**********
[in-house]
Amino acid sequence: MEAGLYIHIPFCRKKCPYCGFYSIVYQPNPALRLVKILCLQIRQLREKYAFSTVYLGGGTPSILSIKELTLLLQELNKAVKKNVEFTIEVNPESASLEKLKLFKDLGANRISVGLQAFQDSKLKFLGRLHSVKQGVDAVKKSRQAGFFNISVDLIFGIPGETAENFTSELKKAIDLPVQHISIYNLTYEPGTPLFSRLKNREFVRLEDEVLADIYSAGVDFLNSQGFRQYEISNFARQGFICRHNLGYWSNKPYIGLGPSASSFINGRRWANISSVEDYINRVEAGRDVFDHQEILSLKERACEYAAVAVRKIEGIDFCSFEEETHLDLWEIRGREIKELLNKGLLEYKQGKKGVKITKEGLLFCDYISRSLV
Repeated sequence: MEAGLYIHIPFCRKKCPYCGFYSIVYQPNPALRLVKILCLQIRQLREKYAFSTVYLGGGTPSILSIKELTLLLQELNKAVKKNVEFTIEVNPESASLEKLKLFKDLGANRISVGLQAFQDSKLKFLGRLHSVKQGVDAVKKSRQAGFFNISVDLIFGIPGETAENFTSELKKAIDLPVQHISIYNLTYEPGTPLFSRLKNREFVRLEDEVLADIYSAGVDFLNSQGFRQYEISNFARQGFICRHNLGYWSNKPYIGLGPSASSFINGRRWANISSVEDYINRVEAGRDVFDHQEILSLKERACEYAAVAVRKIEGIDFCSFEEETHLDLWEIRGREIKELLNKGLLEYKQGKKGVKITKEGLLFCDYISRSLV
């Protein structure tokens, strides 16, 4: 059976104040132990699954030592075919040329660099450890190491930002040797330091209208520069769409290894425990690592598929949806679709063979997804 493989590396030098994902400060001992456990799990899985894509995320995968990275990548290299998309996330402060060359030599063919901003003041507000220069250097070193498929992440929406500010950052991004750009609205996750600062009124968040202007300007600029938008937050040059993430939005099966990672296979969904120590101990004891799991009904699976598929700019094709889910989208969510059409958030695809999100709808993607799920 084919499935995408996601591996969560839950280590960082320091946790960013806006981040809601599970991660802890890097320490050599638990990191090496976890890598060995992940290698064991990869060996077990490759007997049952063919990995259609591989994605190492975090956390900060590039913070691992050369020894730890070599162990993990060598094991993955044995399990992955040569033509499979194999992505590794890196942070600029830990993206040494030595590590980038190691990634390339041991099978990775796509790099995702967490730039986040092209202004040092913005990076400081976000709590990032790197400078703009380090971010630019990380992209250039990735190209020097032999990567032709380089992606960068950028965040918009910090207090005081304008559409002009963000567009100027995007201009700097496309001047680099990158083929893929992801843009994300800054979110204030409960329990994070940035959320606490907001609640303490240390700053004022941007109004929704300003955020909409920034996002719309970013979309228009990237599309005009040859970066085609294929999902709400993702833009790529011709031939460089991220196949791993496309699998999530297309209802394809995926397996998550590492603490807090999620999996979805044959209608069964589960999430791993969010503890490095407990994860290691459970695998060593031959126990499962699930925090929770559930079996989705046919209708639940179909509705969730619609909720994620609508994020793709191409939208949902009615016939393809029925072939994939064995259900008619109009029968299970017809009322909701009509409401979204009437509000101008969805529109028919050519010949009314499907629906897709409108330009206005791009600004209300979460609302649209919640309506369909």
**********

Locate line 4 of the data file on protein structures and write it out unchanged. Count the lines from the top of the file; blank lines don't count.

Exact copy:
């Protein structure tokens, strides 16, 4: 059976104040132990699954030592075919040329660099450890190491930002040797330091209208520069769409290894425990690592598929949806679709063979997804 493989590396030098994902400060001992456990799990899985894509995320995968990275990548290299998309996330402060060359030599063919901003003041507000220069250097070193498929992440929406500010950052991004750009609205996750600062009124968040202007300007600029938008937050040059993430939005099966990672296979969904120590101990004891799991009904699976598929700019094709889910989208969510059409958030695809999100709808993607799920 084919499935995408996601591996969560839950280590960082320091946790960013806006981040809601599970991660802890890097320490050599638990990191090496976890890598060995992940290698064991990869060996077990490759007997049952063919990995259609591989994605190492975090956390900060590039913070691992050369020894730890070599162990993990060598094991993955044995399990992955040569033509499979194999992505590794890196942070600029830990993206040494030595590590980038190691990634390339041991099978990775796509790099995702967490730039986040092209202004040092913005990076400081976000709590990032790197400078703009380090971010630019990380992209250039990735190209020097032999990567032709380089992606960068950028965040918009910090207090005081304008559409002009963000567009100027995007201009700097496309001047680099990158083929893929992801843009994300800054979110204030409960329990994070940035959320606490907001609640303490240390700053004022941007109004929704300003955020909409920034996002719309970013979309228009990237599309005009040859970066085609294929999902709400993702833009790529011709031939460089991220196949791993496309699998999530297309209802394809995926397996998550590492603490807090999620999996979805044959209608069964589960999430791993969010503890490095407990994860290691459970695998060593031959126990499962699930925090929770559930079996989705046919209708639940179909509705969730619609909720994620609508994020793709191409939208949902009615016939393809029925072939994939064995259900008619109009029968299970017809009322909701009509409401979204009437509000101008969805529109028919050519010949009314499907629906897709409108330009206005791009600004209300979460609302649209919640309506369909």